Commissioners Approve ARPA Funding for Communications Systems Upgrade | News


DALLAS — Polk County commissioners authorized the use of $1.2 million of its ARPA funds Jan. 12 to upgrade the county’s aging communications system.

County Emergency Manager Dean Bender said the equipment in place was built in 2003 and has been operational since 2006.

“The equipment is now past its lifespan, no longer usable, and it’s hard to get parts,” Bender explained. “We’re at the point where if the radios go out, they go out and part of the system goes offline. We have to steal from other parts to put them back together.

Polk County received approximately $17 million from the federal government in American Rescue Plan Act (ARPA) funds for fiscal years 2021-22. The money was to be spent on COVID-19 related issues, which County Administrator Greg Hansen said can also be spent on upgrading the communications system.

He added that the total cost of the upgrade will be closer to $1.8 million. To bridge the gap between Bender’s request and the final tally, he will ask other localities to contribute.

“We will also ask the cities for a contribution to this. Whether we will get it or not, I don’t know. But it benefits all public safety and emergency agencies with an improved communications system,” Hansen said.

“The goal is to get everyone digital, including fire, emergency response and public safety,” Hansen added. “There is sufficient funding in ARPA dollars to pay for this project. The biggest thing holding us back was whether it qualified under ARPA. It’s done. I have no problem moving it forward, as long as the board is comfortable moving forward as one of the major projects using ARPA money.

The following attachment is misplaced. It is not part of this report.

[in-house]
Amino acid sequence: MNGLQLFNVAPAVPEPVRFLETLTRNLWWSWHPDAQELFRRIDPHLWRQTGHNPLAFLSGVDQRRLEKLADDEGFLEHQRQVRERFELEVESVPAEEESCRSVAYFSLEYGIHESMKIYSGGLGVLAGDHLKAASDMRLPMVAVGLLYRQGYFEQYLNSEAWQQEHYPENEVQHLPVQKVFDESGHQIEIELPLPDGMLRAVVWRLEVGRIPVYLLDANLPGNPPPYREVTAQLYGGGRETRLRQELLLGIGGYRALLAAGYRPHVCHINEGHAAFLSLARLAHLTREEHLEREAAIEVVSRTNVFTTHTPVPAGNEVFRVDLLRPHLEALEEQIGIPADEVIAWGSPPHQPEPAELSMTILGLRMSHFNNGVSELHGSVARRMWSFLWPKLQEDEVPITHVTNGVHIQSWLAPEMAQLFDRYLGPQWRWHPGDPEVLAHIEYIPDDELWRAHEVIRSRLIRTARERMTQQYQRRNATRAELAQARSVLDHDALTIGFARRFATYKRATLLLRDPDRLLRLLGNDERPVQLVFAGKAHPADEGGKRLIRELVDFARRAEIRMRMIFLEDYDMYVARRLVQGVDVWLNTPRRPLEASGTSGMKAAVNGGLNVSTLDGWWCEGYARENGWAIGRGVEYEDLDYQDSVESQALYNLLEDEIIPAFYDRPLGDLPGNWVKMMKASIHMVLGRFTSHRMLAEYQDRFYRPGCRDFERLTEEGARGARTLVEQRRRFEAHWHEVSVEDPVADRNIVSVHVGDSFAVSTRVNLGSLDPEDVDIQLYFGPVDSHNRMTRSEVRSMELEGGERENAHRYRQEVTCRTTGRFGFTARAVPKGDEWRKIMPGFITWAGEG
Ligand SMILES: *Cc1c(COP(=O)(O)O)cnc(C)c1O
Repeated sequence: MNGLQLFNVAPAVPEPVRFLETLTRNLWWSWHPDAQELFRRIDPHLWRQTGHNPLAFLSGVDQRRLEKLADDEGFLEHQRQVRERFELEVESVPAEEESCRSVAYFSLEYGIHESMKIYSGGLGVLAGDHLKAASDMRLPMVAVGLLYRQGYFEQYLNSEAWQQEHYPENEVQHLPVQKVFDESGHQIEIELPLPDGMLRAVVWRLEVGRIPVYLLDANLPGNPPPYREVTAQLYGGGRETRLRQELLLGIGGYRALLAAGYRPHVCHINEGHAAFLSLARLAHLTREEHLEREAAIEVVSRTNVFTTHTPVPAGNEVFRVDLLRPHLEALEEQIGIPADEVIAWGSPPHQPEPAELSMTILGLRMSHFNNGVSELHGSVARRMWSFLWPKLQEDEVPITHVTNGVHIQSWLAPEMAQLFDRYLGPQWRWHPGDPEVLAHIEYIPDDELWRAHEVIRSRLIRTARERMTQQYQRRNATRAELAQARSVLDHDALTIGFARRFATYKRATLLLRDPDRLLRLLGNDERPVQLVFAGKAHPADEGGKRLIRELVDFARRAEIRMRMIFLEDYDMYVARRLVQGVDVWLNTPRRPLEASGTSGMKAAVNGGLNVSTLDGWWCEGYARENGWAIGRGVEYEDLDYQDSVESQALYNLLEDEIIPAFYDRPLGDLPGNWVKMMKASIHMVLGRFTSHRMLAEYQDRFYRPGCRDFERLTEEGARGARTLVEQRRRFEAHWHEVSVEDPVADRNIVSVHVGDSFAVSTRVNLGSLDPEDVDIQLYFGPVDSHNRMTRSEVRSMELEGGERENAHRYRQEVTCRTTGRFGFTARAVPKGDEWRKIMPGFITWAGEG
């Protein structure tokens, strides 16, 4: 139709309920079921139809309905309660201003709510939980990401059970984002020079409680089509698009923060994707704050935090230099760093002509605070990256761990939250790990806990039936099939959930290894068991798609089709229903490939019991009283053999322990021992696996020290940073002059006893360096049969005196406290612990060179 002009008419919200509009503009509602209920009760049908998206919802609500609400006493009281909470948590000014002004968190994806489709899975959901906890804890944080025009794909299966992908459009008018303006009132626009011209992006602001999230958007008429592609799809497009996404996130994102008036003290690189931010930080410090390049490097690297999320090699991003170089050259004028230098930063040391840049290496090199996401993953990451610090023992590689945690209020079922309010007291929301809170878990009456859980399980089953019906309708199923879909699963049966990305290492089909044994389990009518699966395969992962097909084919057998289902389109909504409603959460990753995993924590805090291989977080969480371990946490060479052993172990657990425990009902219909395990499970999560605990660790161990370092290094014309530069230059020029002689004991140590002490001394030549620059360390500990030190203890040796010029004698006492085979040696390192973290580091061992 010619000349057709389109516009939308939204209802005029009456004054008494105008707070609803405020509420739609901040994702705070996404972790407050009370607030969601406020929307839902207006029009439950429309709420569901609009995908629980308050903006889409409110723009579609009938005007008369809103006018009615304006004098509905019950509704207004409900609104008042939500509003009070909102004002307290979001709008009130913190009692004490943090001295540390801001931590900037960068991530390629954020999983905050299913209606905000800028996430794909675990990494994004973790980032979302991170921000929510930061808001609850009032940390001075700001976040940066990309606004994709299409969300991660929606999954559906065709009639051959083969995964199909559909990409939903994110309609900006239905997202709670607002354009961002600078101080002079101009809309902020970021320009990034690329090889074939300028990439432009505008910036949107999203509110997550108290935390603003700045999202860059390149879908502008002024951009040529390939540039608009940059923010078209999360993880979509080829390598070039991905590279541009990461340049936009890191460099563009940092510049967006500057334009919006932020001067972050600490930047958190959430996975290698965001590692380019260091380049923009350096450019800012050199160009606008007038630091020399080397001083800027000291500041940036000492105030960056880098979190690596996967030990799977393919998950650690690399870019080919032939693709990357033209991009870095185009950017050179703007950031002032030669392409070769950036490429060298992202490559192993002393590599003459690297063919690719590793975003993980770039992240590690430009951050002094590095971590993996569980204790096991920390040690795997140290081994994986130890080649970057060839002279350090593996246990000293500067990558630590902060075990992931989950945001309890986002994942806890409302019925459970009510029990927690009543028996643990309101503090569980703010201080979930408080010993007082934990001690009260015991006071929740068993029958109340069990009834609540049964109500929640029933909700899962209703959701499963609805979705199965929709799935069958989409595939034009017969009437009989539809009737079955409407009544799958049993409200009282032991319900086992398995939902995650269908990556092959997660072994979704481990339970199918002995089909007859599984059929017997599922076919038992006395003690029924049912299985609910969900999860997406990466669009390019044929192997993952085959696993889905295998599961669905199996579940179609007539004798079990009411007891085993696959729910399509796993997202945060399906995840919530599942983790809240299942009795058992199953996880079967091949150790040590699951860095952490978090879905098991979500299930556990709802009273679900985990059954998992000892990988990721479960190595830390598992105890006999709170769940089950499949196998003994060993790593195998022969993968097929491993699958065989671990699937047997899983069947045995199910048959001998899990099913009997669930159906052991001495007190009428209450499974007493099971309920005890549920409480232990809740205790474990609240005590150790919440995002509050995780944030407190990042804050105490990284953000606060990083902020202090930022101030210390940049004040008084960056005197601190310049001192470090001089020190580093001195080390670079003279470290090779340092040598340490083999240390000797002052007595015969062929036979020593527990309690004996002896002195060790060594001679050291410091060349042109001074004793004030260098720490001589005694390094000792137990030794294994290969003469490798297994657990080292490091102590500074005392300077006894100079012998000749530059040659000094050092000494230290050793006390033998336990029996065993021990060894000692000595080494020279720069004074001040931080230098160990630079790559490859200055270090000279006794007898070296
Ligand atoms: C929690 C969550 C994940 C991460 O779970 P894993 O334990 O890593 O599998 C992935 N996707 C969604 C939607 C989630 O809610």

Hansen said a project of this magnitude would have been very difficult to complete without the injection of dollars from ARPA, adding that it would likely have taken more than a decade to fund it through normal channels.

Bender agreed it was a big investment for the county.

“We would have a radio system that would last the next 15 years and that we could get parts for,” he explained. “It would also put all of our base stations on the same platform. Currently, our system has three different radios. This system makes it possible to have the whole system on the same radio station, therefore to have the flexibility to move as needed.

Commissioner Craig Pope summarized the project so he could explain it to his constituents.

“Basically, we are upgrading the platform, the base of operations and the transmission to the digital network. It does not include portable, mobile units for the jurisdictions that will use it. It will be up to them to upgrade their equipment to reach the full capability of this system,” Pope said.

Bender agreed, adding that the county would have money further down the planning pipeline, aside from this request, to also replace all of the portable radios in the sheriff’s office and the jail.

“As I speak publicly and I speak on behalf of the people who elected me, I want them to know that this is far better than anything we have done before, it is the right investment that we have to do, and they’ll be safer in every aspect going forward. These aren’t new toys. It improves the systems as a whole,” Pope said.

Board chairman Lyle Mordhorst said his main concern for this to be approved was that the county’s only technician on staff, who rigged it to keep it operational, is nearing retirement.

“The problem is if something were to happen to him, I don’t think we could find the person to come and figure out what the systems are right now and keep them moving. Whereas with an upgrade it is the latest technology, many vendors and technicians will figure it out and fix it,” Mordhorst said.

Bender estimated that it would take up to 1.5 years to implement the new system, as part of his wish list is also the construction of a ride site at the Polk County Fairgrounds & Event Center.

“I think we are making very good investments. I talk to other counties. They talk about our system. They all thought we had done a very good job for the amount of money we were making. Taxpayers can be really proud of what Polk County has done,” Bender said.


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